Some said with a grain of salt that she could have shared this information in a better setting, instead of a funeral where everyone's expected to grieve and say kind things of the deceased.
"It sounds like they had a very unpleasant relationship but saying something like that to his sister and parents while they are grieving his tragic death is cruel. If his family was not aware of how much he had changed, of course they're going to react negatively to a statement like that, from his wife, at his funeral. There is a time and place for brutal honesty and it is not at funerals." - Warm-Mongoose
But the reactions were resoundingly supportive beyond that piece of advice. Most thought it was even more inappropriate that the sister would ask for dating advice at a funeral.
"Also I find it so odd that the sister asked about dating advice at the funeral." - sxcs86
"She could have waited and talked to her later. It's not wrong to give time to such a crucial question. A funeral is not a good time, period." - BlackSeranna
"OP wasn't yelling it from the roof tops, just answered the question that was asked. Asking that question at the funeral was a bigger misstep than answering it." - px13
"RE: 'saying something like that to his sister and parents while they are grieving his tragic death is cruel.' So is asking a grieving widow about dating, but no one gave a s**t about that." - snorting_dandelions
Not to mention the lack of support her loved ones showed for someone who was abused for years.
"NTA. You were abused, and they don't want to acknowledge that their son abused you. But that's not okay; their son did abuse you, and they should not try to erase your experiences, even for their positive memory of their son. I am so sorry that this happened to you." - PedanticPlatypodes
"To be fair, to me it reads like the following: He wasn't a bad man (at heart) but experience changed him from a man she could love, to an a**hole. I am aware in time of grief, these subtle differences get lost on us, and I can fully understand how that may sound unsettling to hear at first."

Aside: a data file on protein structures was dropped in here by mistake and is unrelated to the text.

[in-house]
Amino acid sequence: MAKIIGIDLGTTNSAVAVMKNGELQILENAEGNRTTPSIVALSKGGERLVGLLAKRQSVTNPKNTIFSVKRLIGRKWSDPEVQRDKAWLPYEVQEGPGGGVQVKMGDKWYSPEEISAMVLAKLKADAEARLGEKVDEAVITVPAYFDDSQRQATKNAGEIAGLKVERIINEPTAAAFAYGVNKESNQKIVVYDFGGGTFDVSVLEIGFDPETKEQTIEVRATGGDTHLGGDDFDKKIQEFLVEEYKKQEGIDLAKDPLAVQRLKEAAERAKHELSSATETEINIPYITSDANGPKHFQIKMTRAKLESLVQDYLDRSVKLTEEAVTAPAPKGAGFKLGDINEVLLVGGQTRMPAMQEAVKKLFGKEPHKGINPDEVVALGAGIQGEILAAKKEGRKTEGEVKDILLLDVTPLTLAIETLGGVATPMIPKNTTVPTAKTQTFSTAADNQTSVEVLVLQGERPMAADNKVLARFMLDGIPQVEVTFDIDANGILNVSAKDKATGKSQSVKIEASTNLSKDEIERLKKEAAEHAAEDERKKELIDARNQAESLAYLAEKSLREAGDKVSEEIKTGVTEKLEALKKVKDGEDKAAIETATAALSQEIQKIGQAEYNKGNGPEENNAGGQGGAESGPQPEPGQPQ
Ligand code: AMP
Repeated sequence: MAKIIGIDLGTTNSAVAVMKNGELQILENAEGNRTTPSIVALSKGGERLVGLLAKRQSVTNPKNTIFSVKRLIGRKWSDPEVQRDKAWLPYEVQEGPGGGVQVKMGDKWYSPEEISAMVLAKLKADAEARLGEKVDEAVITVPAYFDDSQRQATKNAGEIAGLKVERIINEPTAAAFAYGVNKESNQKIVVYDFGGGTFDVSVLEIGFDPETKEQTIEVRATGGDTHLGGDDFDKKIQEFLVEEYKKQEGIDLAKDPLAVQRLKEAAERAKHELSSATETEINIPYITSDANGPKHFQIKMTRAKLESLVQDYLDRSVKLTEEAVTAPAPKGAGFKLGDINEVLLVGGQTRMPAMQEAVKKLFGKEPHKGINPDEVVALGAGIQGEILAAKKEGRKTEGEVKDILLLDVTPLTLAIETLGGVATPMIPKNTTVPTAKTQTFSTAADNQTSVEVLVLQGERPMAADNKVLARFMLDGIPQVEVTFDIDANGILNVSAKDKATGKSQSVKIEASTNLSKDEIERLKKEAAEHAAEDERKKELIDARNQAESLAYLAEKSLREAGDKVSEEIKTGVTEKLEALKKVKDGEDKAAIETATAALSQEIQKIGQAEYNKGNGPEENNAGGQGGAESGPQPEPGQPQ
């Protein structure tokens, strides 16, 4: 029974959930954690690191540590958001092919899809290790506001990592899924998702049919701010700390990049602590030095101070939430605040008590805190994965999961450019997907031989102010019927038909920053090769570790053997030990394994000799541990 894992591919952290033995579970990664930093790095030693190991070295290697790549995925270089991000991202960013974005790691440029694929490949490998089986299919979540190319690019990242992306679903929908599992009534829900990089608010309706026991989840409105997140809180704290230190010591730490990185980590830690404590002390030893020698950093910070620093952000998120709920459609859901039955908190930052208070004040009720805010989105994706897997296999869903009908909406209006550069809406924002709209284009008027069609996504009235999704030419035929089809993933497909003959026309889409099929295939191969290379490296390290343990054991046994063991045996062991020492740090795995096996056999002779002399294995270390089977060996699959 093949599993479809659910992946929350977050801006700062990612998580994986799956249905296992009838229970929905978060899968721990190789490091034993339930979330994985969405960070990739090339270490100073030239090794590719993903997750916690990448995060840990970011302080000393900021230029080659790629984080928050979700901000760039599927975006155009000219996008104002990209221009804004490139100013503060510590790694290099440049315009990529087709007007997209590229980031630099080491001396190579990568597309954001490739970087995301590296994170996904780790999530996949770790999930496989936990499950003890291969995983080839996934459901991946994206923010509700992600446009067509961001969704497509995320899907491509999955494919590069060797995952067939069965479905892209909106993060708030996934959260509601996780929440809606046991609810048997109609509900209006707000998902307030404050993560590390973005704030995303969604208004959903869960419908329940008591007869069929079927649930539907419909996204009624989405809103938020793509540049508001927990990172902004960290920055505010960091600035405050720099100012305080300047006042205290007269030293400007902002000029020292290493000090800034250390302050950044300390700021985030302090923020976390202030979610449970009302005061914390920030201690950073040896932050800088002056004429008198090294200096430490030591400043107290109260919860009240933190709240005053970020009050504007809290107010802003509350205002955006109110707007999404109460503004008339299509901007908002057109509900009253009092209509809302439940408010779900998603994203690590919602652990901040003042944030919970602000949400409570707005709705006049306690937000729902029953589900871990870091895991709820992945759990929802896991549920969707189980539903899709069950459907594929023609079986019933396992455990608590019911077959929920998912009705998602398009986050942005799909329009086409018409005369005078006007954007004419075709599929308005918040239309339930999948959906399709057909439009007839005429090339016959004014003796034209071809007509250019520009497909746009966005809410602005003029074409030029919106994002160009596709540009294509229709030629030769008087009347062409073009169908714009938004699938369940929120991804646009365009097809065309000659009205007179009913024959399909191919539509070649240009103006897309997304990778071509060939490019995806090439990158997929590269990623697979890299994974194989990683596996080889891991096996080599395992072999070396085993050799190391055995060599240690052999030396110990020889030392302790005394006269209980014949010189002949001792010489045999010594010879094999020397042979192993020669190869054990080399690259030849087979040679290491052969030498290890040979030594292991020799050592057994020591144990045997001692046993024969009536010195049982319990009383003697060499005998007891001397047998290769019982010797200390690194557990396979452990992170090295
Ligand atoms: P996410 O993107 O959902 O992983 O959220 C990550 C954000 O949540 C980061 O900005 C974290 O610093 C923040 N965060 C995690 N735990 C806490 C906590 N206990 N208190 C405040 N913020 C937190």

"What really strikes me as very disgusting in all of this, is how OP's own parents aren't defending their own daughter. A victim of abuse has every right to call her abuser an a**hole, dead or alive. At his funeral or not. To his family or not."
"They may not be keen on hearing it, and I completely, unfortunately, know where they're coming from. But facts are, well, facts. At the very most I'd leave the conversation, angrily yes, but I'd soon direct that anger to the person that deserved it - not the one that called an a**hole by its name." - ThisAintNoName
"If anything, OP's comment bucked a taboo - she criticized the military as having been a terrible influence on her husband, contrary to the oral tradition of glorifying the military."
"OP is absolutely NTA and she hit the nail on the head; military culture is hostile to spouses in particular, and toward mental health needs. Most veterans develop their drinking/drug problems while still enlisted." - rebel_loves
Though it seems all would agree that speaking up was the right thing to do, timing seemed to be the only concern.
Hopefully with time, the family will come around and offer support to the original poster, who emotionally needs it, rather than prioritizing her abuser's legacy.